She could not stop to wonder, though; she had other business in this room. She crept across to the ornate chair on which Darian had flung his clothes before going to bed. She briefly considered taking the clothes, but he was much taller and broader than she and there was no way that they would fit her well enough to allow her to fight freely. Besides, he had mentioned something in passing about sisters, so there was a chance she would find something more suitable elsewhere. If she could not, she would have to make do with what she had; she couldn’t spend the night searching all the rooms in the manor for a better dress. She would need shoes of some kind, though, that was a necessity. She checked the pockets of his coat and drew out the lump of his full purse. I’ll be needing that.
Slipping from the room, she pulled the door closed behind her, and paused to see if the noise had woken Darian. The snoring continued and Brielle nodded to herself and continued down the corridor, following the map in her mind’s eye. Cutting left through a servant’s corridor hidden behind a tapestry, through which she had been brought earlier in the night, she emerged in the wide hallway lined with family portraits that led to the armoury. She could not see the portraits, she could barely see her hand in front of her face, but she had the sensation of eyes watching him in the darkness. She shivered and quickened her pace.
The armoury was lit by moonlight through a large window in the ceiling, the glass panes a testament to the grandeur of Darian’s father’s house. The silvery light reflected off the suits of armour, more for display than for use in battle, and the swords, axes, and halberds that crossed each other on the wall behind shields marked with a golden hawk. That was Darian’s father’s sigil. In the centre of the room, beneath the window, was a large open space. A large mat covered the floor, marked with one large fencing circle and then smaller circles within it – a practice ground for Darian’s sword-sport. Racks of weapons lined the walls and between them tall cupboards stood, each marked with a different badge. She could see the golden hawk of Darian’s father, a golden hawk carrying thunderbolts, which was Darian’s sigil, and a mermaid under three stars. His sister’s?
Feeling a tug in her mind that she could not quite place, she approached the cupboard and turned the ornate key in the lock. The wood panels opened with a satisfying click. A dark blue dress hung there, the material fine, and clearly designed to be worn whilst fighting. The fabric was light to allow movement and would hang just above the knee so that it didn’t impede the wearer’s footwork. Checking over her shoulder, despite the knowledge that she was alone, she pulled her night dress over her head and pulled the dress on in its place. It fit her almost perfectly. There was a coat made of thicker, but no less fine, material and she draped that across her arm to put on when she had found a sword. Best of all, there were boots of soft leather which laced up to the knee. She pulled them on and revelled in the fact that they too fit her well.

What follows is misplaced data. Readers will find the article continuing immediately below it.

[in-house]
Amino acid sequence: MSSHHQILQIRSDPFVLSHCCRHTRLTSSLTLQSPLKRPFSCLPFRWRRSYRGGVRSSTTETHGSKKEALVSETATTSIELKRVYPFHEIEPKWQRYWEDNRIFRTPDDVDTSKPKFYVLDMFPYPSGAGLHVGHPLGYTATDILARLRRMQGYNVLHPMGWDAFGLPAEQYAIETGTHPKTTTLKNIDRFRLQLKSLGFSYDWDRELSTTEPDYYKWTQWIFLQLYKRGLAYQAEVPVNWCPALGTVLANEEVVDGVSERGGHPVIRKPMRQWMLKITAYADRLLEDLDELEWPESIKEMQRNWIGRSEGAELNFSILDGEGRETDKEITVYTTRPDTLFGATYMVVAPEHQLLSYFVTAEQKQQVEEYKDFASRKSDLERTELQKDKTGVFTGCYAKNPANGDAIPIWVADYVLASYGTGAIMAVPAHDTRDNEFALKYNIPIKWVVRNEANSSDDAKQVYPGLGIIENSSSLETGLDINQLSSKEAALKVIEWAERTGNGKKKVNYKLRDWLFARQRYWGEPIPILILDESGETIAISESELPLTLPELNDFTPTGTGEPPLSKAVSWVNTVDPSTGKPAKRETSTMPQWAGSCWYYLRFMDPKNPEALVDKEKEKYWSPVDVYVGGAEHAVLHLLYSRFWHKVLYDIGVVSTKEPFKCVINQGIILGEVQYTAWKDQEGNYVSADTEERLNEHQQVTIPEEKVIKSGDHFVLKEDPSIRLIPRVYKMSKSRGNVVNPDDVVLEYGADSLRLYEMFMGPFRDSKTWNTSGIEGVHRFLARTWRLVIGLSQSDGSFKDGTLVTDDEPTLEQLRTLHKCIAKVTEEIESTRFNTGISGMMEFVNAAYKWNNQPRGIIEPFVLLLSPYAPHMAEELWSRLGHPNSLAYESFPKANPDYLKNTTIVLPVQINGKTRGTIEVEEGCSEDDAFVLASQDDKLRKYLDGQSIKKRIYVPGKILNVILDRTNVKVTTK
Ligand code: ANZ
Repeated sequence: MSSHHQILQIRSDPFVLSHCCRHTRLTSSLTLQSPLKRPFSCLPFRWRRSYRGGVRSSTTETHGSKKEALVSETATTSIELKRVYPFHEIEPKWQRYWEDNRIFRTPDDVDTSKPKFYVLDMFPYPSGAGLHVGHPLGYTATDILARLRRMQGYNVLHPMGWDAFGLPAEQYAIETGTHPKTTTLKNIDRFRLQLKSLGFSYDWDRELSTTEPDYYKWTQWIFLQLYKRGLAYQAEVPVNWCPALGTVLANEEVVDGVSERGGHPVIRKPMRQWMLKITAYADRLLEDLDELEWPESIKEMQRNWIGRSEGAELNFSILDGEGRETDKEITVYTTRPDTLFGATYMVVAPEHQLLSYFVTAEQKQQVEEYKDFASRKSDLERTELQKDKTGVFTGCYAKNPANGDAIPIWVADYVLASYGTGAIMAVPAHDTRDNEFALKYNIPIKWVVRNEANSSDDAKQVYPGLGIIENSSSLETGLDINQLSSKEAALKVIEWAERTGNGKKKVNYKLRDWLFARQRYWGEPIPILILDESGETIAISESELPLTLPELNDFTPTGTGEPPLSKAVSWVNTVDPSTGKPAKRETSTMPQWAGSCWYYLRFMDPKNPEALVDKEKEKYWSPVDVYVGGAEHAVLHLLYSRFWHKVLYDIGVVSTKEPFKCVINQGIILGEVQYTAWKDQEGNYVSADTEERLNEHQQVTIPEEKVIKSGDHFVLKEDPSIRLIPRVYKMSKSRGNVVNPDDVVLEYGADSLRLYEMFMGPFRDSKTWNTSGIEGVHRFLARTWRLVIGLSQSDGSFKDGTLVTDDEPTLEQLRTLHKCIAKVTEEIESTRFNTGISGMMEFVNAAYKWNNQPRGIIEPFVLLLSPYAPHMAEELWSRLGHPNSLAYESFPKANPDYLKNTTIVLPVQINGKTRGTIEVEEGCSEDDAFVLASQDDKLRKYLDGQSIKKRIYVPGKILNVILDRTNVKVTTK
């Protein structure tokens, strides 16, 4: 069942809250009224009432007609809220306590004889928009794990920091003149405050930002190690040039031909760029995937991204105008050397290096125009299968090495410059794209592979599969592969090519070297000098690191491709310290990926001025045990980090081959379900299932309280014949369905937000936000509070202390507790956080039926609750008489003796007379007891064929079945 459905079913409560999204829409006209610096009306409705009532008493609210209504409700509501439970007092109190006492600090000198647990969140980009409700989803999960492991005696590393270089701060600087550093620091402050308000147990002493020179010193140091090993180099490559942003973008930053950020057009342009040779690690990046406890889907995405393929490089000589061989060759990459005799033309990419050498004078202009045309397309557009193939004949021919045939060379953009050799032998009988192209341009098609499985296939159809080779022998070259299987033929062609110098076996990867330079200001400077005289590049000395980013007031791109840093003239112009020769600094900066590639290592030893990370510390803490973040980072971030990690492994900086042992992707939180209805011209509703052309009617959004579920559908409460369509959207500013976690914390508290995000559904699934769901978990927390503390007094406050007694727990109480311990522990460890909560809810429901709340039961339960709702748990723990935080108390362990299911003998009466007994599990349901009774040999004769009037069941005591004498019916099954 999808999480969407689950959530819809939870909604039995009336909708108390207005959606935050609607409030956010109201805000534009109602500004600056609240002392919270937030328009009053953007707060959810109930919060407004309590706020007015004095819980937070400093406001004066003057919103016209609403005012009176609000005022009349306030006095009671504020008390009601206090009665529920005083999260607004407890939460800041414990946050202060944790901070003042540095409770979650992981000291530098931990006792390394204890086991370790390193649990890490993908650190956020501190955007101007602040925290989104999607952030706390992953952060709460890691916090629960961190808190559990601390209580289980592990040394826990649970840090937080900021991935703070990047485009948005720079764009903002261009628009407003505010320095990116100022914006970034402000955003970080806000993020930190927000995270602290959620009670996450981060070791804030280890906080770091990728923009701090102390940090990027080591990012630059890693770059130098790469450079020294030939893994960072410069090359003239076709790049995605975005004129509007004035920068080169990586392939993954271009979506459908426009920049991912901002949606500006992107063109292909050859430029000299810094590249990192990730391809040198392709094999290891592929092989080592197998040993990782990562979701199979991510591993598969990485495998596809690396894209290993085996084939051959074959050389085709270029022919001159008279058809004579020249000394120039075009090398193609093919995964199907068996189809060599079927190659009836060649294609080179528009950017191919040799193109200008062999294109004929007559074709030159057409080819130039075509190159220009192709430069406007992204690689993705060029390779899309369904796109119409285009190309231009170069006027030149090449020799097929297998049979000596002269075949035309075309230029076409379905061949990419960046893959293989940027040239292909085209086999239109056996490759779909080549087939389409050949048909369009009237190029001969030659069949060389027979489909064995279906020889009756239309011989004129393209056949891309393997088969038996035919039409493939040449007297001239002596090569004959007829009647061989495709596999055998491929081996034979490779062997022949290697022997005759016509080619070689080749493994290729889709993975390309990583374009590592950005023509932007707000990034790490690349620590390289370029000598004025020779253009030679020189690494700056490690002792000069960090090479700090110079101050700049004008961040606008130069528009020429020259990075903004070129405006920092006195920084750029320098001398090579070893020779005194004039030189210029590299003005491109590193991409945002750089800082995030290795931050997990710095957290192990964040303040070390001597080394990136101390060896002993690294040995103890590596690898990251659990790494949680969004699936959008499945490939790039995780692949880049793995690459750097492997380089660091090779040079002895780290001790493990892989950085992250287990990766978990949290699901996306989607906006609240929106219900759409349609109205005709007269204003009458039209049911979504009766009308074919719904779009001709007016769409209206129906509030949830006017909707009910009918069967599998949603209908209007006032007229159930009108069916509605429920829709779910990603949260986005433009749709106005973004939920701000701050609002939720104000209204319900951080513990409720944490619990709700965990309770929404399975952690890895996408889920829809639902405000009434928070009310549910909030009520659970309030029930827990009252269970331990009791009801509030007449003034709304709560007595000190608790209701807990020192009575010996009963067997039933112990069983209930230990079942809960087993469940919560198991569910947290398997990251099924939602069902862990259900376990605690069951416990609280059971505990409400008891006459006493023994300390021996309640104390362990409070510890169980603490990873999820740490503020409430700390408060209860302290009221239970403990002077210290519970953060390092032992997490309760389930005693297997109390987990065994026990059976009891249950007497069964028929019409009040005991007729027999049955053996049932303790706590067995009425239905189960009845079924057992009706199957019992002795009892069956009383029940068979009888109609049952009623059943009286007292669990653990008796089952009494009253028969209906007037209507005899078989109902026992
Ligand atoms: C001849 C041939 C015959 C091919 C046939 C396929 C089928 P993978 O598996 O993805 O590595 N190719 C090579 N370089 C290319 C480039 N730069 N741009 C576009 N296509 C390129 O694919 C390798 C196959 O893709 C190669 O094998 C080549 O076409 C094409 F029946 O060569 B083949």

The rack next to the cupboard contained a number of different weapons. Most of these were fencing swords like those hung above Darian’s fireplace, but she was not interested in those. Her brother had taught her how to fight with a soldier’s sword – footwork was all very well, but fancy swishing and deft points would get you killed in battle. There was a battle axe, a single cruel blade balanced by a spike, but it was heavy in her hand. She needed something she could use quickly, something she was sure of. There was a heavy mace, much like the cudgel she had used at the inn, but it would be cumbersome and her plan relied on being able to conceal her weapons at first. Last in the rack was a broadsword, a little shorter than most blades of the type. She drew it from the rack. It was light and well balanced, comfortable in her hand. This was what she had been looking for. The moonlight played along the blade, dancing along the sharp edge, and illuminating an etching at the base of the fuller just above the hilt. It was a mermaid surmounted by three stars.